Twice weekly flights to Muscat were launched on 3 September, and at the time of writing a once weekly service to Khartoum was scheduled to begin on 16 October...

Doha down under

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Qatar Airways will double the number of destinations it serves in Australia next year, adding flights to Sydney in March and Adelaide in May as it tries to narrow the advantage currently enjoyed by the UAE's flag-carriers on connecting flights between Australia and Europe.

The Doha-based airline was a relative latecomer to Australia when it entered the market in 2009, launching its inaugural service two years after Abu Dhabi's Etihad Airways and 13 years after Dubai's Emirates Airline. As a consequence, its existing daily flights to Melbourne and Perth account for just 8% of seating capacity available between the Gulf and Australia...

Kenya Airways in freefall?

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Kenya Airways posted the worst financial result in the corporate history of its home nation this summer, when it announced a full-year loss of 25.7 billion shillings ($254 million). Management at the flag-carrier, which was privatised in 1996 but is still 29.8% owned by the government, now face an uphill struggle in convincing politicians and the public that they deserve another shot at commercial viability.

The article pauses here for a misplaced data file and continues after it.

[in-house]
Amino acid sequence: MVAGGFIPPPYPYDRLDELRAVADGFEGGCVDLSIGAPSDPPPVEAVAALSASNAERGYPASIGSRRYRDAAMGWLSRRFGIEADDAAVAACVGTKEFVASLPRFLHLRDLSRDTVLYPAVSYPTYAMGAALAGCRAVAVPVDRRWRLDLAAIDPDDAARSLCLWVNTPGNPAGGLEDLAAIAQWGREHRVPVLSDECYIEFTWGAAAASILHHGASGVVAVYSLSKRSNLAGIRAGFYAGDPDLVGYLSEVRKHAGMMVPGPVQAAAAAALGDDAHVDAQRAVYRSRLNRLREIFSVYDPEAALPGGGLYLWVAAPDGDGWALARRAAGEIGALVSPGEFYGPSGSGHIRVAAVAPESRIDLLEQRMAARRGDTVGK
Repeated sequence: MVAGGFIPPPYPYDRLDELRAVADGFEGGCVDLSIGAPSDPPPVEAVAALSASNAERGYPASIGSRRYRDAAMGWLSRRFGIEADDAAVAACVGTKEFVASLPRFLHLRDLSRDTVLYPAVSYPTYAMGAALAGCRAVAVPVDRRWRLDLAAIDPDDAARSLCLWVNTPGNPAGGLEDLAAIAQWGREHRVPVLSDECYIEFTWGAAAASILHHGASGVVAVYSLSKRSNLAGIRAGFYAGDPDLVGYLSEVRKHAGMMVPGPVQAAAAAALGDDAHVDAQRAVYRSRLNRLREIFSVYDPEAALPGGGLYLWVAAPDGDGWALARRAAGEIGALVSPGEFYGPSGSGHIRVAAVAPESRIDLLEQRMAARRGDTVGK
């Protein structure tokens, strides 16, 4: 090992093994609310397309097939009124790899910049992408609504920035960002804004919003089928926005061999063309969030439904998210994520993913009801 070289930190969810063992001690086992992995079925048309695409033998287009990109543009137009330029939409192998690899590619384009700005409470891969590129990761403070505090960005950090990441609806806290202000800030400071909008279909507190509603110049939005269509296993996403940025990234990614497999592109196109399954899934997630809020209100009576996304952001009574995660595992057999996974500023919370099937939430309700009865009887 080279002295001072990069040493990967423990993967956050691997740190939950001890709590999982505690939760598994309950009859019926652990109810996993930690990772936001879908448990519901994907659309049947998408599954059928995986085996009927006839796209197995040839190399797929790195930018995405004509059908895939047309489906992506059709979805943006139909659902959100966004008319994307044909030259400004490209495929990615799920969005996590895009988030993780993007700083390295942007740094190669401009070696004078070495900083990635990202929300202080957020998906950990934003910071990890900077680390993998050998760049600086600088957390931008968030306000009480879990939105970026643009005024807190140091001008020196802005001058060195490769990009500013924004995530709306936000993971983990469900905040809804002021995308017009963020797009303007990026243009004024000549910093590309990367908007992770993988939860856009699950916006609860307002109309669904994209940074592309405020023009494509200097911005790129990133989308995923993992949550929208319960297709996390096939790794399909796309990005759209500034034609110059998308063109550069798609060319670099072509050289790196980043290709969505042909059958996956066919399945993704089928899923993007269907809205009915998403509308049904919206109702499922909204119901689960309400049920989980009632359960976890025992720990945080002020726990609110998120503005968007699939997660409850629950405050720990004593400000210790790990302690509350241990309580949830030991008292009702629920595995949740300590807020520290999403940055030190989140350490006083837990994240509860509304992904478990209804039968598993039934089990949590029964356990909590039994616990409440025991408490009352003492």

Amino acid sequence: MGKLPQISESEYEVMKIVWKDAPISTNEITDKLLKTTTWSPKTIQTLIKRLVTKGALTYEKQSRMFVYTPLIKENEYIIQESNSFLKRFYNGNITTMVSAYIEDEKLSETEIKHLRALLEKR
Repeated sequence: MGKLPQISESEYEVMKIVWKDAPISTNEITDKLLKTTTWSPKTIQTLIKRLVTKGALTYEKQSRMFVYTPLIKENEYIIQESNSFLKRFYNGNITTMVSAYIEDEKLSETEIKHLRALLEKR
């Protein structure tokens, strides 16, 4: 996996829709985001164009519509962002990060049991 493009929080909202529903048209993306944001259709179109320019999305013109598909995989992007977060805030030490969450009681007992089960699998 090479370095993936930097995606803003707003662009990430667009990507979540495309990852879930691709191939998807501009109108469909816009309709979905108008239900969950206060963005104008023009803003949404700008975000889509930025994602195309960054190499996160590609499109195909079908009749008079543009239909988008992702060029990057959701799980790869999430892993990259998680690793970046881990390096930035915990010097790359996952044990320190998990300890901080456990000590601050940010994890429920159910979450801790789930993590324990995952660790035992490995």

The sheer scale of the losses – eight times deeper than the previous year – has prompted soul-searching in a country where 46% of the population lives below the poverty line. A Senate Select Committee is now pouring over the disastrous result, with some MPs openly calling for criminal proceedings against airline bosses.

However, while the prima facie evidence points to a series of strategic blunders, parliament's investigation has yet to uphold any of the allegations of corruption that have been bandied around by the press. In truth, Kenya Airways' predicament is far from unique in African aviation, and its commercial fortunes are at least partly influenced by external factors beyond the control of management...

Thursday, 29 October 2015

Qatar Airways begrudgingly moves with the times

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Given that trade unions are banned in Qatar, it should come as no surprise that the International Transport Workers' Federation (ITF) has never been the strongest supporter of Qatar Airways. The two sides have been at loggerheads since 2013, when the ITF obtained copies of an employment contract for the airline's cabin crew. It was not impressed. Clauses prohibiting staff from getting married or falling pregnant proved particularly irksome, as did wider reports of overbearing treatment. Two years on, the global union federation is stepping up its campaign by calling on Barcelona Football Club not to renew its €150m ($165m) sponsorship deal with Qatar Airways...